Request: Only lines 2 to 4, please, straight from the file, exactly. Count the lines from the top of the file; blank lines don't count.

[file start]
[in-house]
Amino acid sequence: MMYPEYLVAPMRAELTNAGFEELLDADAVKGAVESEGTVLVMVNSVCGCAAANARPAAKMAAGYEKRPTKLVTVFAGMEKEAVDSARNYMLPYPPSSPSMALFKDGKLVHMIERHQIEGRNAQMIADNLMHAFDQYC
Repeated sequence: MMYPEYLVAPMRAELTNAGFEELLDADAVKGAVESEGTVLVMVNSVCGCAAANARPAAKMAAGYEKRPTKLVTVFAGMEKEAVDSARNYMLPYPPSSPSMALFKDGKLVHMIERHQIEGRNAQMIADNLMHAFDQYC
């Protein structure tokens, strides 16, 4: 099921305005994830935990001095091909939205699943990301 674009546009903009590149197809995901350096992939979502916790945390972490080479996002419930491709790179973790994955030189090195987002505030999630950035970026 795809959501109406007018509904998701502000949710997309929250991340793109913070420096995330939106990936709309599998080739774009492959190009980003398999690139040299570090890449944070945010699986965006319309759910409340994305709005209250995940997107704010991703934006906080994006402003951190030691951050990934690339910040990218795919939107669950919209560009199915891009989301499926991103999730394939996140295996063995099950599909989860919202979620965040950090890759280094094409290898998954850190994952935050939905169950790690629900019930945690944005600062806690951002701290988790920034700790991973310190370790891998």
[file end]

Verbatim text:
Amino acid sequence: MMYPEYLVAPMRAELTNAGFEELLDADAVKGAVESEGTVLVMVNSVCGCAAANARPAAKMAAGYEKRPTKLVTVFAGMEKEAVDSARNYMLPYPPSSPSMALFKDGKLVHMIERHQIEGRNAQMIADNLMHAFDQYC
Repeated sequence: MMYPEYLVAPMRAELTNAGFEELLDADAVKGAVESEGTVLVMVNSVCGCAAANARPAAKMAAGYEKRPTKLVTVFAGMEKEAVDSARNYMLPYPPSSPSMALFKDGKLVHMIERHQIEGRNAQMIADNLMHAFDQYC
């Protein structure tokens, strides 16, 4: 099921305005994830935990001095091909939205699943990301 674009546009903009590149197809995901350096992939979502916790945390972490080479996002419930491709790179973790994955030189090195987002505030999630950035970026 795809959501109406007018509904998701502000949710997309929250991340793109913070420096995330939106990936709309599998080739774009492959190009980003398999690139040299570090890449944070945010699986965006319309759910409340994305709005209250995940997107704010991703934006906080994006402003951190030691951050990934690339910040990218795919939107669950919209560009199915891009989301499926991103999730394939996140295996063995099950599909989860919202979620965040950090890759280094094409290898998954850190994952935050939905169950790690629900019930945690944005600062806690951002701290988790920034700790991973310190370790891998």